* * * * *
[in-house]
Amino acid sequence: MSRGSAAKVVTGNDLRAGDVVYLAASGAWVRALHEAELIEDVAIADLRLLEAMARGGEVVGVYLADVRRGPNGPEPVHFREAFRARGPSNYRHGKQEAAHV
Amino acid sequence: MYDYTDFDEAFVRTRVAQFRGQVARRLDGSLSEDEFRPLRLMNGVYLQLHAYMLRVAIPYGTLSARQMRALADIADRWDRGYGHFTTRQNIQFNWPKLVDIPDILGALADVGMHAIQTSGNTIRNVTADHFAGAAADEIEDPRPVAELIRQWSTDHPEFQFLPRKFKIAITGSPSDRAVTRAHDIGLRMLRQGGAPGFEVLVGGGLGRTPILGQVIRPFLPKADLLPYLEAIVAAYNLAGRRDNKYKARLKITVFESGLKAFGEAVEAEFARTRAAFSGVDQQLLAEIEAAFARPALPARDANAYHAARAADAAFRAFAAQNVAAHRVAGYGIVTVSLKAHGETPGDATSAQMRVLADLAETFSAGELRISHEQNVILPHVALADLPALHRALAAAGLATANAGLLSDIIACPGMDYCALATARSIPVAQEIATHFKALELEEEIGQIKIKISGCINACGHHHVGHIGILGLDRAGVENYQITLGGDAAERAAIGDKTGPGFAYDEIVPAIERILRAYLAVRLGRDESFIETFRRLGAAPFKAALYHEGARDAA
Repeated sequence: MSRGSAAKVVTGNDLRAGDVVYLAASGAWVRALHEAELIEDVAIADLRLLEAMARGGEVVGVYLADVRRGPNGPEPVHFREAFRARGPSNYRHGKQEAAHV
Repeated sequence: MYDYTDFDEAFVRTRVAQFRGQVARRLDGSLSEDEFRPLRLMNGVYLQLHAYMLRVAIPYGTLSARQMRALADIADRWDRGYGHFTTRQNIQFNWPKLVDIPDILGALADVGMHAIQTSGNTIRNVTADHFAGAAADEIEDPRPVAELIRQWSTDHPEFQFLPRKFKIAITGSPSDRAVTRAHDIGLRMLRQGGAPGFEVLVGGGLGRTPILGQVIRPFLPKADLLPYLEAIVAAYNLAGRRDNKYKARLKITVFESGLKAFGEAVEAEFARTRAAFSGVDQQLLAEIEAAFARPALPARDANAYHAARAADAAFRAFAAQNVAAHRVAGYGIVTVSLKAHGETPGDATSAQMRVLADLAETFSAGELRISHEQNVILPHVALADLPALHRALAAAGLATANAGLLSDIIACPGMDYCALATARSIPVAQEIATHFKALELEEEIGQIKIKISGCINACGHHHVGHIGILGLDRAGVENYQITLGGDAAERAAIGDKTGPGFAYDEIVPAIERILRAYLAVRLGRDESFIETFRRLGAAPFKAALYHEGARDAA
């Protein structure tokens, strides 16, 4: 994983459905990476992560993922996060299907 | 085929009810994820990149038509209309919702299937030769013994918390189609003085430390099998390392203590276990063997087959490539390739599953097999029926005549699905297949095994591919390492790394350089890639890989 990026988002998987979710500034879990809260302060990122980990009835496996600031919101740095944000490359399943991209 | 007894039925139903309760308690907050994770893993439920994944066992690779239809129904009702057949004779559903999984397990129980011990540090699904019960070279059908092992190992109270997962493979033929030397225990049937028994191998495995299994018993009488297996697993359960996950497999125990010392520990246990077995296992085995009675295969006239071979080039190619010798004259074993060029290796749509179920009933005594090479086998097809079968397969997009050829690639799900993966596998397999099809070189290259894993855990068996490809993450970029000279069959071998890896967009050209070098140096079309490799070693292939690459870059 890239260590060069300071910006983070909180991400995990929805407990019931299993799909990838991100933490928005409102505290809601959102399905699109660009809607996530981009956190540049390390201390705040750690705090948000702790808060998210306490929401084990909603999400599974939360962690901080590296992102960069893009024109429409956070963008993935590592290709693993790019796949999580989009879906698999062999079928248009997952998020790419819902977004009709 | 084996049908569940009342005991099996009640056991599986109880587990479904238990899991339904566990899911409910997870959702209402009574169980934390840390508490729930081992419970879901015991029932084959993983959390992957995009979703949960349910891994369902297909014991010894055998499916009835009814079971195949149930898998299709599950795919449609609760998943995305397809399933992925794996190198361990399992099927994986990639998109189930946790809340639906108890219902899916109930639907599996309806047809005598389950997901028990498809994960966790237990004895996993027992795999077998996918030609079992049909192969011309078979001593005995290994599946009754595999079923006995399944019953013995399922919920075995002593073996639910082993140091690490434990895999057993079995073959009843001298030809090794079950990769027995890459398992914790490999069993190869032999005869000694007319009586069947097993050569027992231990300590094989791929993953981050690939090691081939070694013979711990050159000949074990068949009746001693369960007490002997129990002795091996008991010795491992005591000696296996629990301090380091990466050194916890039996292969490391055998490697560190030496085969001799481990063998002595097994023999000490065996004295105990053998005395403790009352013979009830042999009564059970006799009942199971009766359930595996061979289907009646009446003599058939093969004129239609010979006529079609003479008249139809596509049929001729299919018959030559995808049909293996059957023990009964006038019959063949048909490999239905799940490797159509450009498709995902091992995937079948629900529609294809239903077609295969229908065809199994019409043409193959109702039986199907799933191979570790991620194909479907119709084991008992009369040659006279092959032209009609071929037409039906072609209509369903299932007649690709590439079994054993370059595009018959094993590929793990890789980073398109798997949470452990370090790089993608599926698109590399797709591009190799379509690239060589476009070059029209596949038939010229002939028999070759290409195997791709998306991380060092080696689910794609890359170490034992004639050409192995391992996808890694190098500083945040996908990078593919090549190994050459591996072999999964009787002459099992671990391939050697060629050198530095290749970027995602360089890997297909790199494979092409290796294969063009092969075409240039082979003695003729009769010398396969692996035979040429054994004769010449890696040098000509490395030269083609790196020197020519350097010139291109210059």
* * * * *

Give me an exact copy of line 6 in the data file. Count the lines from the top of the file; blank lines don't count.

């Protein structure tokens, strides 16, 4: 994983459905990476992560993922996060299907 | 085929009810994820990149038509209309919702299937030769013994918390189609003085430390099998390392203590276990063997087959490539390739599953097999029926005549699905297949095994591919390492790394350089890639890989 990026988002998987979710500034879990809260302060990122980990009835496996600031919101740095944000490359399943991209 | 007894039925139903309760308690907050994770893993439920994944066992690779239809129904009702057949004779559903999984397990129980011990540090699904019960070279059908092992190992109270997962493979033929030397225990049937028994191998495995299994018993009488297996697993359960996950497999125990010392520990246990077995296992085995009675295969006239071979080039190619010798004259074993060029290796749509179920009933005594090479086998097809079968397969997009050829690639799900993966596998397999099809070189290259894993855990068996490809993450970029000279069959071998890896967009050209070098140096079309490799070693292939690459870059 890239260590060069300071910006983070909180991400995990929805407990019931299993799909990838991100933490928005409102505290809601959102399905699109660009809607996530981009956190540049390390201390705040750690705090948000702790808060998210306490929401084990909603999400599974939360962690901080590296992102960069893009024109429409956070963008993935590592290709693993790019796949999580989009879906698999062999079928248009997952998020790419819902977004009709 | 084996049908569940009342005991099996009640056991599986109880587990479904238990899991339904566990899911409910997870959702209402009574169980934390840390508490729930081992419970879901015991029932084959993983959390992957995009979703949960349910891994369902297909014991010894055998499916009835009814079971195949149930898998299709599950795919449609609760998943995305397809399933992925794996190198361990399992099927994986990639998109189930946790809340639906108890219902899916109930639907599996309806047809005598389950997901028990498809994960966790237990004895996993027992795999077998996918030609079992049909192969011309078979001593005995290994599946009754595999079923006995399944019953013995399922919920075995002593073996639910082993140091690490434990895999057993079995073959009843001298030809090794079950990769027995890459398992914790490999069993190869032999005869000694007319009586069947097993050569027992231990300590094989791929993953981050690939090691081939070694013979711990050159000949074990068949009746001693369960007490002997129990002795091996008991010795491992005591000696296996629990301090380091990466050194916890039996292969490391055998490697560190030496085969001799481990063998002595097994023999000490065996004295105990053998005395403790009352013979009830042999009564059970006799009942199971009766359930595996061979289907009646009446003599058939093969004129239609010979006529079609003479008249139809596509049929001729299919018959030559995808049909293996059957023990009964006038019959063949048909490999239905799940490797159509450009498709995902091992995937079948629900529609294809239903077609295969229908065809199994019409043409193959109702039986199907799933191979570790991620194909479907119709084991008992009369040659006279092959032209009609071929037409039906072609209509369903299932007649690709590439079994054993370059595009018959094993590929793990890789980073398109798997949470452990370090790089993608599926698109590399797709591009190799379509690239060589476009070059029209596949038939010229002939028999070759290409195997791709998306991380060092080696689910794609890359170490034992004639050409192995391992996808890694190098500083945040996908990078593919090549190994050459591996072999999964009787002459099992671990391939050697060629050198530095290749970027995602360089890997297909790199494979092409290796294969063009092969075409240039082979003695003729009769010398396969692996035979040429054994004769010449890696040098000509490395030269083609790196020197020519350097010139291109210059």